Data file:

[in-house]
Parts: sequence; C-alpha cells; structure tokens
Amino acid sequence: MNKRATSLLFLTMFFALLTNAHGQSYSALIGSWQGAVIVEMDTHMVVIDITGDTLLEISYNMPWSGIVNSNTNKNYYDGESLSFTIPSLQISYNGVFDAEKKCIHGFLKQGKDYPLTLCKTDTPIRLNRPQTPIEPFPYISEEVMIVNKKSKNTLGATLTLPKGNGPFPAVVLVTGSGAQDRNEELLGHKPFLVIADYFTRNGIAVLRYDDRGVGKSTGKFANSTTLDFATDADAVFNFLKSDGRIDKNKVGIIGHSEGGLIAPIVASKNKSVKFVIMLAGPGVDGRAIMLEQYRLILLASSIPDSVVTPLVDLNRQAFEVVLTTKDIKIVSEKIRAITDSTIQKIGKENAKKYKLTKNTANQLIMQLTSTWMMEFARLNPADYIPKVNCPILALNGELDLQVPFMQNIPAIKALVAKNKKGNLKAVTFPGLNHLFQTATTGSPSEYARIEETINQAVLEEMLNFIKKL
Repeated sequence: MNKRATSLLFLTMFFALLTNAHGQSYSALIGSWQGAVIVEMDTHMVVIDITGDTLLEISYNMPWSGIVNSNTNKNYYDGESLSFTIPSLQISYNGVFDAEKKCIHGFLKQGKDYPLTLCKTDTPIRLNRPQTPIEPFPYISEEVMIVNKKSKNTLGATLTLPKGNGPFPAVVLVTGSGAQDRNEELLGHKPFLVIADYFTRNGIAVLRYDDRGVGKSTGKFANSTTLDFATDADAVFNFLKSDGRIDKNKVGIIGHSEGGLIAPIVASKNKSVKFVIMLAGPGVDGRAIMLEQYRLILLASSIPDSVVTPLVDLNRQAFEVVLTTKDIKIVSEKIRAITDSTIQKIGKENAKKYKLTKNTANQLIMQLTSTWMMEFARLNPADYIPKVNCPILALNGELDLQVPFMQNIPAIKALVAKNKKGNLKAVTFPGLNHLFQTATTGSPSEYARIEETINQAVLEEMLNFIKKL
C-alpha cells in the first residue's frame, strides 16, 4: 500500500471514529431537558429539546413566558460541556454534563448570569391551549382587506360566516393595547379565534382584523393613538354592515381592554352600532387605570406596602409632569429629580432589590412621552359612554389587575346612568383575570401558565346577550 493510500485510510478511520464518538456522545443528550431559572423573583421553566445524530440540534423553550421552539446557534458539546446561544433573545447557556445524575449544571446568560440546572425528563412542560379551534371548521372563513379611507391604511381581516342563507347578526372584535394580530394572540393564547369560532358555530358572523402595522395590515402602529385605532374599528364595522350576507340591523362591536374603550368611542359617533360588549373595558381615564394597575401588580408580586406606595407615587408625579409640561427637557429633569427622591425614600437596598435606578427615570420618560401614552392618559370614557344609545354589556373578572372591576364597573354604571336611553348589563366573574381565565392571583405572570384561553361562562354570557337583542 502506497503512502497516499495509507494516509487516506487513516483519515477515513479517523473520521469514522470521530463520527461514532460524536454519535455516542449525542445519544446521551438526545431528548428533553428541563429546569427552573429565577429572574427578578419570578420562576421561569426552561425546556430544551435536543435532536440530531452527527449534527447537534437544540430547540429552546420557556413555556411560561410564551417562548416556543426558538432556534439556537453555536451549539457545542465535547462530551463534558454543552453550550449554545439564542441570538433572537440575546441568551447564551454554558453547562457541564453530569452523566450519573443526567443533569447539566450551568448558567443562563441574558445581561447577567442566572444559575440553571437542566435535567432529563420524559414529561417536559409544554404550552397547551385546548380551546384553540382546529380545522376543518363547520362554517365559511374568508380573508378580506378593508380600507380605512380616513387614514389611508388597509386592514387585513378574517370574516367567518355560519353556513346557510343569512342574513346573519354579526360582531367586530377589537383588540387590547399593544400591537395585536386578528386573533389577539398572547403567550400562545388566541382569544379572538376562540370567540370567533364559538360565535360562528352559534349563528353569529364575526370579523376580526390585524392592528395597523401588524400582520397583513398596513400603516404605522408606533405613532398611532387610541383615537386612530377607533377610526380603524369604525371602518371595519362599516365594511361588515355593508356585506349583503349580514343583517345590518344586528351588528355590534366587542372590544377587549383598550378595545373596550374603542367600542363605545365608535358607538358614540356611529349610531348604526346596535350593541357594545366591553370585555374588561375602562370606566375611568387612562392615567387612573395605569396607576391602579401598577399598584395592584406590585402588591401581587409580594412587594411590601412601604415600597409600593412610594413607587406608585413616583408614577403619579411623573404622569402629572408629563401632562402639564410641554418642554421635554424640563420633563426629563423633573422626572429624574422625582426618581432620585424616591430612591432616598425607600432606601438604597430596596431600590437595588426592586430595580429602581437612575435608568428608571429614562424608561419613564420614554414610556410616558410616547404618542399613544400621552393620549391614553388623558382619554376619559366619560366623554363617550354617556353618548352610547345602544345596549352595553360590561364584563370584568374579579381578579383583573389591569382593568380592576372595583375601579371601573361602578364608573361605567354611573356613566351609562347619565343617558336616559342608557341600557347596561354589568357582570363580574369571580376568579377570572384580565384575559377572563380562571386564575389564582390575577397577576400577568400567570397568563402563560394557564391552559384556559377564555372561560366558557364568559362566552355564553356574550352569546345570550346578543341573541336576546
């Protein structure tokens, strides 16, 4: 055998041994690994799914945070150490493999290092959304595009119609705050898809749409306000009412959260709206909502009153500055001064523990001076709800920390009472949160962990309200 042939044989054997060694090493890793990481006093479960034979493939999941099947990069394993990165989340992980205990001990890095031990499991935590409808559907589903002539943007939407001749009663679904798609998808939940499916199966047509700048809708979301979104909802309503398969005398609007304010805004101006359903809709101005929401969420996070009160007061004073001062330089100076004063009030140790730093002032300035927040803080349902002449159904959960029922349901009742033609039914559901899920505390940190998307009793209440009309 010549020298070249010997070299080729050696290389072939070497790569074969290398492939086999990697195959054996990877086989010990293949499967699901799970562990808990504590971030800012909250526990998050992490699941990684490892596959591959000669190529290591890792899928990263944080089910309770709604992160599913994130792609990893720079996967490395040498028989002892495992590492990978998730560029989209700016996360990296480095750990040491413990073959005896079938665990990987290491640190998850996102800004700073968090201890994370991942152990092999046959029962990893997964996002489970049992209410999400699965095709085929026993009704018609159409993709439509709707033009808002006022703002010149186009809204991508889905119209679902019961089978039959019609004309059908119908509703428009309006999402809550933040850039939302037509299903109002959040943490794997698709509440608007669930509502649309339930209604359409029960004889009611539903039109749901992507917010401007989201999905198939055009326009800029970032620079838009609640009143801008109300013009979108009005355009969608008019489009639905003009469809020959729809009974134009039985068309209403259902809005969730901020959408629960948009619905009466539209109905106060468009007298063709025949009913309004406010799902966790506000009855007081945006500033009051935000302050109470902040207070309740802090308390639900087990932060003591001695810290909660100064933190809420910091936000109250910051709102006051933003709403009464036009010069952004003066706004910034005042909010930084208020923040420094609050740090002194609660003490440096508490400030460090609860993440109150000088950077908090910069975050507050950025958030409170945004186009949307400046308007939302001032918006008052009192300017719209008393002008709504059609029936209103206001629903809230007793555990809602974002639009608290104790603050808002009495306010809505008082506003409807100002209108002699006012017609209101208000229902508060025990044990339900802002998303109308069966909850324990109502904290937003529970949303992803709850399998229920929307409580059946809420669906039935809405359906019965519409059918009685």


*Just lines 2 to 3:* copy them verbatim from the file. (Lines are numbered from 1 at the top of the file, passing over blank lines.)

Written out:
Parts: sequence; C-alpha cells; structure tokens
Amino acid sequence: MNKRATSLLFLTMFFALLTNAHGQSYSALIGSWQGAVIVEMDTHMVVIDITGDTLLEISYNMPWSGIVNSNTNKNYYDGESLSFTIPSLQISYNGVFDAEKKCIHGFLKQGKDYPLTLCKTDTPIRLNRPQTPIEPFPYISEEVMIVNKKSKNTLGATLTLPKGNGPFPAVVLVTGSGAQDRNEELLGHKPFLVIADYFTRNGIAVLRYDDRGVGKSTGKFANSTTLDFATDADAVFNFLKSDGRIDKNKVGIIGHSEGGLIAPIVASKNKSVKFVIMLAGPGVDGRAIMLEQYRLILLASSIPDSVVTPLVDLNRQAFEVVLTTKDIKIVSEKIRAITDSTIQKIGKENAKKYKLTKNTANQLIMQLTSTWMMEFARLNPADYIPKVNCPILALNGELDLQVPFMQNIPAIKALVAKNKKGNLKAVTFPGLNHLFQTATTGSPSEYARIEETINQAVLEEMLNFIKKL